ttt = T

f ( t ) g ( t )

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then we have G(s) = e sT F (s)

derivation:

G(s) =

0e st g(t) dt =

T e st f (t T ) dt

=

0e s ( + T ) f ( ) d

= e sT F (s)

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example: lets nd the Laplace transform of a rectangular pulse signal

f (t) = 1 if a t b0 otherwisewhere 0 < a < b

we can write f as f = f 1 f 2 wheref 1(t) =

1 t a0 t < a f 2(t) =1 t b0 t < b

i.e. , f is a unit step delayed a seconds, minus a unit step delayed b seconds

hence

F (s) = L(f 1) L(f 2)=

e as e bs

s

(can check by direct integration)

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Derivative

if signal f is continuous at t = 0 , then

L(f ) = sF (s) f (0)

time-domain differentiation becomes multiplication by frequencyvariable s (as with phasors) plus a term that includes initial condition ( i.e. , f (0) )

higher-order derivatives: applying derivative formula twice yields

L(f ) = sL(f ) f (0)= s(sF (s) f (0)) f (0)= s2F (s) sf (0) f (0)

similar formulas hold for

L(f (k ) )

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examples

f (t) = et , so f (t) = et and

L(f ) = L(f ) =1

s 1using the formula, L(f ) = s(

1s 1

) 1, which is the same

sin t =

1

ddt cos t, so

L(sin t) = 1

ss

s2 + 2 1 =

s2 + 2

f is unit ramp, so f is unit step

L(f ) = s1s2 0 = 1/s

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derivation of derivative formula: start from the dening integral

G(s) =

0f (t)e st dt

integration by parts yields

G(s) = e st f (t)

0

0f (t)(se

st ) dt

= limt f (t)e st

f (0) + sF (s)

for s large enough the limit is zero, and we recover the formula

G(s) = sF (s) f (0)

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derivative formula for discontinuous functions

if signal f is discontinuous at t = 0 , then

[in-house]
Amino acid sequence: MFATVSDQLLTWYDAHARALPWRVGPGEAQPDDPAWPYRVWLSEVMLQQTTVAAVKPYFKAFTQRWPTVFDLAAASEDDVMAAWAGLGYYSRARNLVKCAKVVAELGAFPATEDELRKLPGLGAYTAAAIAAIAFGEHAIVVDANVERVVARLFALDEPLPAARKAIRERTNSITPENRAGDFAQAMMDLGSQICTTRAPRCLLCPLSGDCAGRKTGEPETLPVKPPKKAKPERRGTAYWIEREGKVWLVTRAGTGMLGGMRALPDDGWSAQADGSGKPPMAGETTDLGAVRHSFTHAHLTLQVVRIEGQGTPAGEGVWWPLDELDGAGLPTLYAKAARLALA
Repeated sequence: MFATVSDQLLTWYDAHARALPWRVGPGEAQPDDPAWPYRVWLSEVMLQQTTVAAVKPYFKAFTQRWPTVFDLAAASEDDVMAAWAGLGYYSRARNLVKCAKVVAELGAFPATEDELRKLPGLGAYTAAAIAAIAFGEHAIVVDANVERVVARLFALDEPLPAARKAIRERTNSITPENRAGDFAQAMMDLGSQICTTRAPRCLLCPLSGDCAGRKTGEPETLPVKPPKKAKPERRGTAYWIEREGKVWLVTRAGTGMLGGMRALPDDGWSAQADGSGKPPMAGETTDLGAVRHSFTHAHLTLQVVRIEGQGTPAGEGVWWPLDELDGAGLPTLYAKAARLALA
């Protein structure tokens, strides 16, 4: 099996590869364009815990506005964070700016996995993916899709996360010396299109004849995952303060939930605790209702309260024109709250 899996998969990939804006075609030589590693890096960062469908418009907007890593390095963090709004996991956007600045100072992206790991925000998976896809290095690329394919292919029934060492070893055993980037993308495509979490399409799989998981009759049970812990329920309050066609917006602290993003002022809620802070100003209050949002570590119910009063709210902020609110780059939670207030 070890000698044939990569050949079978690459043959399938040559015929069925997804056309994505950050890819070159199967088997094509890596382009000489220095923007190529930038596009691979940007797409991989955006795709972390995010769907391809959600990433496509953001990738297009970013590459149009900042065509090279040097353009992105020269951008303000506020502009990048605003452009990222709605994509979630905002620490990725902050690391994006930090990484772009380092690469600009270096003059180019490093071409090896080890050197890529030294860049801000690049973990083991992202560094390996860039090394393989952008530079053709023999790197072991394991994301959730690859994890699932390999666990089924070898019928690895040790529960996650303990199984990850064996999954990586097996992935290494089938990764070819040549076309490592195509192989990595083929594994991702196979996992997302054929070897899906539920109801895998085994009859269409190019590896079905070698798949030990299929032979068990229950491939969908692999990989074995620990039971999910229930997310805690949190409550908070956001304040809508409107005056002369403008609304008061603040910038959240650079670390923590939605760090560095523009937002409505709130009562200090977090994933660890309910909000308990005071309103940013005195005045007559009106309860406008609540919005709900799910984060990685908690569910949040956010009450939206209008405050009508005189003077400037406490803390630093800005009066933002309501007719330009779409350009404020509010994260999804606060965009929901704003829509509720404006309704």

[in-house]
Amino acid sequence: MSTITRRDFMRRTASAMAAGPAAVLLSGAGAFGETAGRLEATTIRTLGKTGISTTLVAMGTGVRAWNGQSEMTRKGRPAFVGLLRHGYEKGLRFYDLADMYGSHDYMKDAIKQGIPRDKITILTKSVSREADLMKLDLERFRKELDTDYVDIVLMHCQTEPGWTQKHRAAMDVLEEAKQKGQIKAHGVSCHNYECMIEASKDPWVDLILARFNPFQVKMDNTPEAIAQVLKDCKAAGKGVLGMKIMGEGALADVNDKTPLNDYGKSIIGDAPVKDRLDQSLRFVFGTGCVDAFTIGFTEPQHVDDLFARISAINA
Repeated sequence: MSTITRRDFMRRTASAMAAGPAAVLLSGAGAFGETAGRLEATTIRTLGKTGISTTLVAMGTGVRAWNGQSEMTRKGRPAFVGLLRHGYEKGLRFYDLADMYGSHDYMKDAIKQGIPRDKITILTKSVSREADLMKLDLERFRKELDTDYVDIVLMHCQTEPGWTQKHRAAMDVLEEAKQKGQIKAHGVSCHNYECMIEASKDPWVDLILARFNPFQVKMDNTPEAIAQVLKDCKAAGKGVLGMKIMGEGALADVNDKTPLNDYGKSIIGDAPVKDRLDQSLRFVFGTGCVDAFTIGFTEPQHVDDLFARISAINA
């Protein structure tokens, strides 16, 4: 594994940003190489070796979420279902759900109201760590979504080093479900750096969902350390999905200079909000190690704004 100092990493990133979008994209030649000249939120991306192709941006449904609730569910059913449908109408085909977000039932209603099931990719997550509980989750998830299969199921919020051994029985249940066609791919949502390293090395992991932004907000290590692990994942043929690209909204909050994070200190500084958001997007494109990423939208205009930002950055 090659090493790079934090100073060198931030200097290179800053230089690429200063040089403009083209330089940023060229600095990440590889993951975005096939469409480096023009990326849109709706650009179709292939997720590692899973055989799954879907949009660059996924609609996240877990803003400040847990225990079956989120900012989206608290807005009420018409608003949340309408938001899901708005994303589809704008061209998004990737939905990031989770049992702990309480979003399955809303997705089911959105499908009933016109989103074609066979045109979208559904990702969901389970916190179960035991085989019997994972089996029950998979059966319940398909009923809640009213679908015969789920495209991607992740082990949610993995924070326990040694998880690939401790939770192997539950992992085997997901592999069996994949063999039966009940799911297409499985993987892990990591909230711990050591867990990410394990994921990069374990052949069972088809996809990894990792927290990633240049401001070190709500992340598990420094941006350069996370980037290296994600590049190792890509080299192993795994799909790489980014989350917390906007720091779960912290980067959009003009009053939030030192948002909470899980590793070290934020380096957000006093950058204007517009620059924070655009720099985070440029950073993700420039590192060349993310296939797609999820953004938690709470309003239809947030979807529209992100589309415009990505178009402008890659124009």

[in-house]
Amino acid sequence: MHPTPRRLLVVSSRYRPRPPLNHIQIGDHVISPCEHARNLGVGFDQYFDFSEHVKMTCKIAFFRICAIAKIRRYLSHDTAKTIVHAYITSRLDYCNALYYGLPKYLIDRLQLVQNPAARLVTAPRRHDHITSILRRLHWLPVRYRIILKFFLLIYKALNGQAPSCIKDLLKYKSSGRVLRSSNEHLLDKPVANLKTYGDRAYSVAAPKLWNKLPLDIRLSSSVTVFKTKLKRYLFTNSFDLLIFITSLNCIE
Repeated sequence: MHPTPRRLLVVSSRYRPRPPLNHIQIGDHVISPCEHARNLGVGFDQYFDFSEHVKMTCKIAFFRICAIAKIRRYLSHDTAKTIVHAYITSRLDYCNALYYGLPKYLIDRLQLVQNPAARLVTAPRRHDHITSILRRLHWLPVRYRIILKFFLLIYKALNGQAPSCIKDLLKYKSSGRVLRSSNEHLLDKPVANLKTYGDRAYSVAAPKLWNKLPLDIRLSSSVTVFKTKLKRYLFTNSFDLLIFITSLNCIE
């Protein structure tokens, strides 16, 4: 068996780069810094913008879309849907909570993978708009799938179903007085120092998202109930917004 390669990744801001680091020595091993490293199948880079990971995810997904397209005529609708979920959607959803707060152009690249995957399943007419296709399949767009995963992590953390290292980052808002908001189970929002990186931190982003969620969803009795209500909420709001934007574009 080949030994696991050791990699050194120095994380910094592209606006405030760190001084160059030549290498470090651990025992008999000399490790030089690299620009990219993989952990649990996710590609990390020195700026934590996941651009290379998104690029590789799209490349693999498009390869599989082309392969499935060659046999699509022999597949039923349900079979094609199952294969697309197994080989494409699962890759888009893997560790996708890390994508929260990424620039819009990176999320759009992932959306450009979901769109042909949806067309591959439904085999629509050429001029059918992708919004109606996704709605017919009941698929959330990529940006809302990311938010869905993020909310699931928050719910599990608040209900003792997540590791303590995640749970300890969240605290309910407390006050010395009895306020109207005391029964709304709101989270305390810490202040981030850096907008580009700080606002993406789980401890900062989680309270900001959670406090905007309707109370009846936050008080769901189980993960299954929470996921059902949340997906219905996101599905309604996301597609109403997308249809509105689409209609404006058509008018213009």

L(f ) = sF (s) f (0)

example: f is unit step, so f (t) = (t)

L(f ) = s

1

s 0 = 1

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Example: RC circuit

u y

1

1F

capacitor is uncharged at t = 0 , i.e. , y(0) = 0

u(t) is a unit step

from last lecture,y (t) + y(t) = u(t)

take Laplace transform, term by term:

sY (s) + Y (s) = 1 /s

(using y(0) = 0 and U (s) = 1 /s )

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solve for Y (s) (just algebra!) to get

Y (s) = 1/ss + 1

= 1s(s + 1)

to nd y, we rst express Y as

Y (s) =1s

1s + 1

(check!)

therefore we have

y(t) = L 1

(1/s ) L 1

(1/ (s + 1)) = 1 e t

Laplace transform turned a differential equation into an algebraic equation(more on this later)

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Integral

let g be the running integral of a signal f , i.e. ,

g(t) = t0 f ( ) d then

G(s) =1s

F (s)

i.e. , time-domain integral becomes division by frequency variable s

example: f = , so F (s) = 1 ; g is the unit step function

G(s) = 1 /s

example: f is unit step function, so F (s) = 1 /s ; g is the unit ramp function (g(t) = t for t 0),

G(s) = 1 /s 2

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derivation of integral formula: